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Old 03-20-2009, 07:15 PM   #39
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Originally Posted by NovaResource View Post
I totally agree and I go one step further: oil temps. Keeping the engine warm (coolant and oil) is the most efficient.



Yes, a warm engine, but not warm intake air.
Yes, more air means more fuel for more power but that also means less throttle opening to produce the same power. Smaller throttle openings means less air flow means less fuel added. Also, the cooler the intake air, the more ignition advance you get. The earlier you ignite the fuel the more complete burn you get. Warm air means risk of detonation so the ignition is retarded. Retarded ignition means less burn time and more fuel wasted.

Warm Air Intakes do not create better mileage. Read the test proof:
http://www.metrompg.com/posts/wai-test.htm

Greater density means more fuel. Hot air is less dense, so you need to make sure you use the term density instead of more. I can feed 20% more volume of air into an engine if it is at 200 degrees as I can at 32 degrees and its the same mass (weight) of air.

We all should understand that the smaller engine working at a greater load is more efficient. If I could reduce the engine size by changing the displacement so it would operate at cruising speeds with no manifold vacuum, then I get the greatest effective compression and the highest efficiency.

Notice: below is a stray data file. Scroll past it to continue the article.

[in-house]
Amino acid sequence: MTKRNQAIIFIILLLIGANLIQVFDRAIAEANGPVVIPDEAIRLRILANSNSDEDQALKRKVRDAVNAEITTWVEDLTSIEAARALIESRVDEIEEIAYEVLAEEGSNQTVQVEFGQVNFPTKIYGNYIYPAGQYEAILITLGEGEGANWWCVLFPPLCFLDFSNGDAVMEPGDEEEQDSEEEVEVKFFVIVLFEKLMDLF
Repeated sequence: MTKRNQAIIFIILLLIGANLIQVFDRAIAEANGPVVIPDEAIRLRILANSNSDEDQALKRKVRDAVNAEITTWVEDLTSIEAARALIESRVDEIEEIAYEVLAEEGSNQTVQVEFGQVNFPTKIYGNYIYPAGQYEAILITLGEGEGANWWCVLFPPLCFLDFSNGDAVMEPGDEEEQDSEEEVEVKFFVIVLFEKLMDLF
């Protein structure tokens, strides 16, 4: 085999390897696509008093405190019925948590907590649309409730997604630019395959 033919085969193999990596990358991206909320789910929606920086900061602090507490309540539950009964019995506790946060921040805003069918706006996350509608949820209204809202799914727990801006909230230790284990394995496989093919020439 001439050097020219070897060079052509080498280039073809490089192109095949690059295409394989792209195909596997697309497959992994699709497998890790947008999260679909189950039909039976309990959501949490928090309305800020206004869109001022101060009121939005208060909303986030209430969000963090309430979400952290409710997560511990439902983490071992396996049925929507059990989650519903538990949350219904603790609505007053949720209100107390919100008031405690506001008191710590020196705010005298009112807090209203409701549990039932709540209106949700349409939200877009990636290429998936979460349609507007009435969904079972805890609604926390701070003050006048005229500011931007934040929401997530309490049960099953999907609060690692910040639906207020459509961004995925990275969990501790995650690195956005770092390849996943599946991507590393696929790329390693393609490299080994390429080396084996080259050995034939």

The problem arises when I need more power to climb a hill or merge onto an interstate, but how many times in a 1000 mile trip do you actually floor the gas pedal. So we design cars for the extremes and lose any chance for real mileage. Now if you could add a supplemental power source for the extremes you could have twice the gas mileage.

WAI is a method of effectively reducing the displacement of a conventional engine, while increasing the effective compression and thus increasing the efficiency. For mr in thousands of miles off real world experience it is worth at least 10% in mileage. Whether it works or not in every car I certainly can't say, but in my case it has worked with every car I have driven that I could change the intake system. On my VX it was simple, I reversed the intak air snorkel so it was pulling air right at the top radiator hose and the top tank of the radiator.